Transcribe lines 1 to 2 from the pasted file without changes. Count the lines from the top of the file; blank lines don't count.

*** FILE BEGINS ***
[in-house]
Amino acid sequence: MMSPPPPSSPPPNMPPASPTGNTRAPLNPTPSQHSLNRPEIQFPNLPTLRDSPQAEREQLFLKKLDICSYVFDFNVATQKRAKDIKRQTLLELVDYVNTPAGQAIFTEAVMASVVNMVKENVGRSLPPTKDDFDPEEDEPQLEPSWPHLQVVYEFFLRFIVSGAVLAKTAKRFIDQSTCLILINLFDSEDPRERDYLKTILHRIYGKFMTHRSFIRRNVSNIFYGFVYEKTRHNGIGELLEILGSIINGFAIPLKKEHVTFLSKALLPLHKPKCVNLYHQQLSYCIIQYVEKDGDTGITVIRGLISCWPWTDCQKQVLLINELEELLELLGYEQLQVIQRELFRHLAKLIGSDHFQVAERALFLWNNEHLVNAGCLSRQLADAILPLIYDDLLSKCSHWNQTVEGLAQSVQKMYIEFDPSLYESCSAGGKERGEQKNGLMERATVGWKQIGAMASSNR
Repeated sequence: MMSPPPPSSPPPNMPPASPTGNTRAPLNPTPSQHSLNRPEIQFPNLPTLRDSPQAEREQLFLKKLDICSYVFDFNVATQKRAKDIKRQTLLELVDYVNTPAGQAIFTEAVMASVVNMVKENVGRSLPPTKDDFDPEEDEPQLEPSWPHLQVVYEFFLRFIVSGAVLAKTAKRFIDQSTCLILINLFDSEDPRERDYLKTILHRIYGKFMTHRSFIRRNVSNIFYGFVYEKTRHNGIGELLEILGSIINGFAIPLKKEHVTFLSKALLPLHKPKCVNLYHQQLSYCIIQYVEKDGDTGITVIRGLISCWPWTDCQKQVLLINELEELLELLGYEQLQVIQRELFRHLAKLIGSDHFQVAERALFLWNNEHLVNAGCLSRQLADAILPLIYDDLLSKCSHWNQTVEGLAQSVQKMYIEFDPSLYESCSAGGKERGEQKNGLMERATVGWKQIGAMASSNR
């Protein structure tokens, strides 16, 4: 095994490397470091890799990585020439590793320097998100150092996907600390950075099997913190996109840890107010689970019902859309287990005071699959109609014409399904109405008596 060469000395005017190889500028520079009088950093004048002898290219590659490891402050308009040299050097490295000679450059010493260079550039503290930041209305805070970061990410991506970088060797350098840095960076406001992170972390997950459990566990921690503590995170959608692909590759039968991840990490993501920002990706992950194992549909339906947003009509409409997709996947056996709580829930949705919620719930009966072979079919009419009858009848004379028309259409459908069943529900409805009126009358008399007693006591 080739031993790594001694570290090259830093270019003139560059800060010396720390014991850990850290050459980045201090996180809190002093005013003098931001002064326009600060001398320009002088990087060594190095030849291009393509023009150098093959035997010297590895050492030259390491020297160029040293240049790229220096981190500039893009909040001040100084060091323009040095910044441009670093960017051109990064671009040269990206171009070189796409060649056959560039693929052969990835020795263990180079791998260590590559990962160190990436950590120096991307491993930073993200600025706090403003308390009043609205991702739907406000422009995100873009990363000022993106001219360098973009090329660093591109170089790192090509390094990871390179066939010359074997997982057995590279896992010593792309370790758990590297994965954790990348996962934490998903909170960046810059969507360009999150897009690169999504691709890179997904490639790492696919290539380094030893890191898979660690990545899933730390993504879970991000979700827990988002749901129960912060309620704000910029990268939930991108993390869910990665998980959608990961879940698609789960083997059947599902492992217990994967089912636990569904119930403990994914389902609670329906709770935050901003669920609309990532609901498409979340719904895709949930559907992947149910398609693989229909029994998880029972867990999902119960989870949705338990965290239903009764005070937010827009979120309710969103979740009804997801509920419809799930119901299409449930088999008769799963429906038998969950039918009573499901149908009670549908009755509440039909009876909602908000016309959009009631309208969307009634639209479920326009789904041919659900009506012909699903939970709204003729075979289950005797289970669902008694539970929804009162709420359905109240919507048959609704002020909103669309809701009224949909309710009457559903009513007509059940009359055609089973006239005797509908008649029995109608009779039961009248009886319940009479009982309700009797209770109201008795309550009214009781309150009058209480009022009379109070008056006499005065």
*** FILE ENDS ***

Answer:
[in-house]
Amino acid sequence: MMSPPPPSSPPPNMPPASPTGNTRAPLNPTPSQHSLNRPEIQFPNLPTLRDSPQAEREQLFLKKLDICSYVFDFNVATQKRAKDIKRQTLLELVDYVNTPAGQAIFTEAVMASVVNMVKENVGRSLPPTKDDFDPEEDEPQLEPSWPHLQVVYEFFLRFIVSGAVLAKTAKRFIDQSTCLILINLFDSEDPRERDYLKTILHRIYGKFMTHRSFIRRNVSNIFYGFVYEKTRHNGIGELLEILGSIINGFAIPLKKEHVTFLSKALLPLHKPKCVNLYHQQLSYCIIQYVEKDGDTGITVIRGLISCWPWTDCQKQVLLINELEELLELLGYEQLQVIQRELFRHLAKLIGSDHFQVAERALFLWNNEHLVNAGCLSRQLADAILPLIYDDLLSKCSHWNQTVEGLAQSVQKMYIEFDPSLYESCSAGGKERGEQKNGLMERATVGWKQIGAMASSNR